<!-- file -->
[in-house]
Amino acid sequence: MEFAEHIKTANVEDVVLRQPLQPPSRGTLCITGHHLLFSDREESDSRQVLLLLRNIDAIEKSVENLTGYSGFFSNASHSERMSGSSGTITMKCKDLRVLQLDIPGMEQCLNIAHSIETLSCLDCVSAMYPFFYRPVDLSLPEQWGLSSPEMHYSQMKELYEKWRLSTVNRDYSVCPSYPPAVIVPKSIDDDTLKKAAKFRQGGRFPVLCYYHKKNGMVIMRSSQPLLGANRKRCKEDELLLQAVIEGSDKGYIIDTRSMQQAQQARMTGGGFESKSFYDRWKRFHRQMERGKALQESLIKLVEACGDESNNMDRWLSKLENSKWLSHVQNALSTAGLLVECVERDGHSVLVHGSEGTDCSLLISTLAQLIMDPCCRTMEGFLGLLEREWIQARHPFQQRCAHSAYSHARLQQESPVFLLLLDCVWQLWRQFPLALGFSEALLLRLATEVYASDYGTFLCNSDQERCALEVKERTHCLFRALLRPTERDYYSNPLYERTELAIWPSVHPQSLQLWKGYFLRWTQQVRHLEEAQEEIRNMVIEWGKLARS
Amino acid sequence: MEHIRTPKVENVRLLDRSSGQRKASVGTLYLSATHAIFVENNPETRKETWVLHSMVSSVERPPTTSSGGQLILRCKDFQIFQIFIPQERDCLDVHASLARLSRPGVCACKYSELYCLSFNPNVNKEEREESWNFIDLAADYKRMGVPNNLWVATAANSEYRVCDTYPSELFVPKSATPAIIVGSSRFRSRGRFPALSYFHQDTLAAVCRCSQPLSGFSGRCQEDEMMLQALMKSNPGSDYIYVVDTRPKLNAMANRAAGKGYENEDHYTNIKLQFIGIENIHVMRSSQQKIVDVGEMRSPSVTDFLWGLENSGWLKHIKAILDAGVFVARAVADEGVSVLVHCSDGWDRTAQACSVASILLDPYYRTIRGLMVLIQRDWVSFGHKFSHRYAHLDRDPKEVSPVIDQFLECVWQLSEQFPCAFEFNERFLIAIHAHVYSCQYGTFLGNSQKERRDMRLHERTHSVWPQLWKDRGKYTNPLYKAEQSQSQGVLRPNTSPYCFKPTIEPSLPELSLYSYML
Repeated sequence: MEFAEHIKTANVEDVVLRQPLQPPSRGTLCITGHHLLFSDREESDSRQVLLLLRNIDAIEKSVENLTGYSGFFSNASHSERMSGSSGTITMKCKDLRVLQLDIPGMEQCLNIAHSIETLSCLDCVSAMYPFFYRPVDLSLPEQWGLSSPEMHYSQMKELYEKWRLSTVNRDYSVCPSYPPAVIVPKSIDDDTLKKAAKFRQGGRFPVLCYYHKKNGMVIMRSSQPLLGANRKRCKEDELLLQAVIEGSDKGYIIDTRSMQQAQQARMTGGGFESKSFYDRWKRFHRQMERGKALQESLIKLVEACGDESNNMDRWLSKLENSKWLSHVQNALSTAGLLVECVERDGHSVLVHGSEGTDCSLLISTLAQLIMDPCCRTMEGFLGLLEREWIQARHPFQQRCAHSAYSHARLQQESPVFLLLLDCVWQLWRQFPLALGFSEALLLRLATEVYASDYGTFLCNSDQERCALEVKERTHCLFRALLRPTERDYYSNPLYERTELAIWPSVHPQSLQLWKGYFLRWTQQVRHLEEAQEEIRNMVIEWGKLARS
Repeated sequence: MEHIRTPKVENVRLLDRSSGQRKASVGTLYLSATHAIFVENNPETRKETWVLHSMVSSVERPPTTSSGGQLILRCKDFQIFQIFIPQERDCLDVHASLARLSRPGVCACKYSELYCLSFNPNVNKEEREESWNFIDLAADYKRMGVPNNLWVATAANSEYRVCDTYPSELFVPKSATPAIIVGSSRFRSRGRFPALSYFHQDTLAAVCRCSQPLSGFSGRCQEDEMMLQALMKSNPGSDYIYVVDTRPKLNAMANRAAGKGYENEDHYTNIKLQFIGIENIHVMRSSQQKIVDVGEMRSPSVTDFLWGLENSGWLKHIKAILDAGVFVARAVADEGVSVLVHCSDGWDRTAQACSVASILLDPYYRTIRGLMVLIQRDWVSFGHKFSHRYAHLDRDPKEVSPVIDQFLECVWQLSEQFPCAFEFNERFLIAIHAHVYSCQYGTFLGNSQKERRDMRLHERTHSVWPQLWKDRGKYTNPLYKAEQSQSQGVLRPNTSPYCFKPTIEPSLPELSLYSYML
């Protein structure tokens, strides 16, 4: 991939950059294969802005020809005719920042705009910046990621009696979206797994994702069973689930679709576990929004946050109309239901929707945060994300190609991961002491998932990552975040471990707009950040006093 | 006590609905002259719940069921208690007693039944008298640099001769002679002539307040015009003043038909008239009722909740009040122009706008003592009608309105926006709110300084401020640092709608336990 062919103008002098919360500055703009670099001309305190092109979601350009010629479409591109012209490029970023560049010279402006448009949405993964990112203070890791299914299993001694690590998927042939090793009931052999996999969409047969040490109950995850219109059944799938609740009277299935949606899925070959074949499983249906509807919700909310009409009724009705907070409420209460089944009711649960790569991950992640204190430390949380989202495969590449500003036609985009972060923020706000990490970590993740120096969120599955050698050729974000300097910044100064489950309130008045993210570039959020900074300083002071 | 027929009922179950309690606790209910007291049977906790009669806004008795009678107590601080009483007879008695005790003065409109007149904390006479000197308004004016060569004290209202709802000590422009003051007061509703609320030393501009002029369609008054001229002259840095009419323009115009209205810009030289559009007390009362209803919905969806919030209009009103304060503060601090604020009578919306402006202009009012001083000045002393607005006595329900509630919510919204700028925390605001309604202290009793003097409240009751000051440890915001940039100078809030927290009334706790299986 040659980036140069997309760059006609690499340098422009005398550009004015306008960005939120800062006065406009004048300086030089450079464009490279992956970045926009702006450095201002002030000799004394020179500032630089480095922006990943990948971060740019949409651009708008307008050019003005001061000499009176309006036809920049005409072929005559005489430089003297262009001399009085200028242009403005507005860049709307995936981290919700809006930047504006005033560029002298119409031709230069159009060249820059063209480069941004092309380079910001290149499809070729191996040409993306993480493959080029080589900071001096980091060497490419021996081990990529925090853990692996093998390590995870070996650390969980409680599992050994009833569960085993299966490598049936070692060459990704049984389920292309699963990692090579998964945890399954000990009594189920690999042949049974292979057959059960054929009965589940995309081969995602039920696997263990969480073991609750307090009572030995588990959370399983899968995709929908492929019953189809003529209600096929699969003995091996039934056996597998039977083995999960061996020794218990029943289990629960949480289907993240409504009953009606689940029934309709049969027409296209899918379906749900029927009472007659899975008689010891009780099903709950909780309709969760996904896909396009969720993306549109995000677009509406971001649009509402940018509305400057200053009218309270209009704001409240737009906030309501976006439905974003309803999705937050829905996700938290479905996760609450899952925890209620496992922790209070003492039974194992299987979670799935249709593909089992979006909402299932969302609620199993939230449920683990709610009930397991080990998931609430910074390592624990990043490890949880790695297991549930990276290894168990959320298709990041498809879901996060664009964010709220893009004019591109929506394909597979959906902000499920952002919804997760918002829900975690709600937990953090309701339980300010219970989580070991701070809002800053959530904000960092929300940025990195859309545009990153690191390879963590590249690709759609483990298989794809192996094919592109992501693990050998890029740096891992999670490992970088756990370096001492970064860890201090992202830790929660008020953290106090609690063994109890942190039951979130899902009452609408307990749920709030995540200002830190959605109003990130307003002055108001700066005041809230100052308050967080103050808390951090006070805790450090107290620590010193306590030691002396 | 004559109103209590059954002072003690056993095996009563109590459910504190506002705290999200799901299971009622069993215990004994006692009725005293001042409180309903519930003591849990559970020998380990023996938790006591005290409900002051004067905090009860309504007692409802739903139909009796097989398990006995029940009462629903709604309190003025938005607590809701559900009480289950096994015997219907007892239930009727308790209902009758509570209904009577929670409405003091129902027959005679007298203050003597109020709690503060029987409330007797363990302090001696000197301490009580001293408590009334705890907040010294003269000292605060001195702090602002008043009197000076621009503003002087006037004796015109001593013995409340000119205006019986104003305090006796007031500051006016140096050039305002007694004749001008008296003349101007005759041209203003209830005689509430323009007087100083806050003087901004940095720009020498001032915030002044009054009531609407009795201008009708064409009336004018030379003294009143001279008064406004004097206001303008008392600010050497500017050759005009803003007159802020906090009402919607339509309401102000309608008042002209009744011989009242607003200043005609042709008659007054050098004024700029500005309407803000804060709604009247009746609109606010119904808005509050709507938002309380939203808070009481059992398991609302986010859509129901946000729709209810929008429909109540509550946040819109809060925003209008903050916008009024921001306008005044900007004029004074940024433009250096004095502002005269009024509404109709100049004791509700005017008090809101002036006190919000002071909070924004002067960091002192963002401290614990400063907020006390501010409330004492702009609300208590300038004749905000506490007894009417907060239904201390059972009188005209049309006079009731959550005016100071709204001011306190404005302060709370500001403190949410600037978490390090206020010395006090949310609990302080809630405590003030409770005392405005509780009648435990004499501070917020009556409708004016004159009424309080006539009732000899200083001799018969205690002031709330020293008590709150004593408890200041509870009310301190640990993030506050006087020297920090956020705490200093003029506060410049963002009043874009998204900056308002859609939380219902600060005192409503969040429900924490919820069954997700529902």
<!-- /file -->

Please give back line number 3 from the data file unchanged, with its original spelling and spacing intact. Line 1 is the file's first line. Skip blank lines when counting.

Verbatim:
Amino acid sequence: MEHIRTPKVENVRLLDRSSGQRKASVGTLYLSATHAIFVENNPETRKETWVLHSMVSSVERPPTTSSGGQLILRCKDFQIFQIFIPQERDCLDVHASLARLSRPGVCACKYSELYCLSFNPNVNKEEREESWNFIDLAADYKRMGVPNNLWVATAANSEYRVCDTYPSELFVPKSATPAIIVGSSRFRSRGRFPALSYFHQDTLAAVCRCSQPLSGFSGRCQEDEMMLQALMKSNPGSDYIYVVDTRPKLNAMANRAAGKGYENEDHYTNIKLQFIGIENIHVMRSSQQKIVDVGEMRSPSVTDFLWGLENSGWLKHIKAILDAGVFVARAVADEGVSVLVHCSDGWDRTAQACSVASILLDPYYRTIRGLMVLIQRDWVSFGHKFSHRYAHLDRDPKEVSPVIDQFLECVWQLSEQFPCAFEFNERFLIAIHAHVYSCQYGTFLGNSQKERRDMRLHERTHSVWPQLWKDRGKYTNPLYKAEQSQSQGVLRPNTSPYCFKPTIEPSLPELSLYSYML